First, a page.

In my experience, most students understand that a paper for an English class is not the same as a text message. But do they understand that writing for a college class is not the same as writing for a high school class (or a standardized test)?

This semester I’m teaching a literature course for non-majors, and while writing is one my learning goals, it’s not as major a focus as it would be in a composition class. We spend most of our time talking about literature, but since the major assessments are mostly written I wanted to spend a little bit of time getting students to rethink what writing means. I’ve tried a few different approaches with this class, which I’ll simply list here:

  • We talked about readers. Early in the semester, I asked students to consider who reads what they write. I used a very specific genre: emails to a professor. The choice was sparked by an article from Wellesley College’s Project on Social Computing that was floating around Twitter at the time (and a similar post in the Facebook group “Angry and Not Angry Teaching Resources.”) I asked students what they thought professors (or managers, or any kind of potentially senior person whom they don’t know) might expect from email, stressing the generalizable point that readers determine the expectations for what is written.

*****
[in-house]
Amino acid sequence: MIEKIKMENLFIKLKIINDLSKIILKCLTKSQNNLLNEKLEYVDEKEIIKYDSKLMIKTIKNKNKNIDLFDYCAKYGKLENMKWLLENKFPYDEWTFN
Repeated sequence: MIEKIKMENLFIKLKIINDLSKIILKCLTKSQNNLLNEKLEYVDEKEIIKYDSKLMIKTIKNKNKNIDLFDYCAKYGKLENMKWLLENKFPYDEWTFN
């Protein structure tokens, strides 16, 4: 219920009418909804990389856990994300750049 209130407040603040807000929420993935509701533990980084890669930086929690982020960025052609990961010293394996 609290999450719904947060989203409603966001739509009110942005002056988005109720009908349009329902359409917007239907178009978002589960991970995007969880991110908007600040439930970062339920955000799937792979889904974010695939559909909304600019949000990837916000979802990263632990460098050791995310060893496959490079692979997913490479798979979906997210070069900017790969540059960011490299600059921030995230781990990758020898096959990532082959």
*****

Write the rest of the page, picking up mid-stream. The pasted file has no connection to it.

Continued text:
• They summarized the assignment. Before the first paper, I handed out an assignment describing what I wanted and giving the rubric I’d be using to grade. But there’s research to support the notion that students often ignore these directions, falling back instead on what they have seen from writing assignments in the past (assuming, I suppose, that all writing is the same). So I asked students to summarize the assignment back to me, in their own words. Most did fine, and I was able to correct a few who clearly had missed the point and resorted to the 5-paragraph, standardized-test model of writing.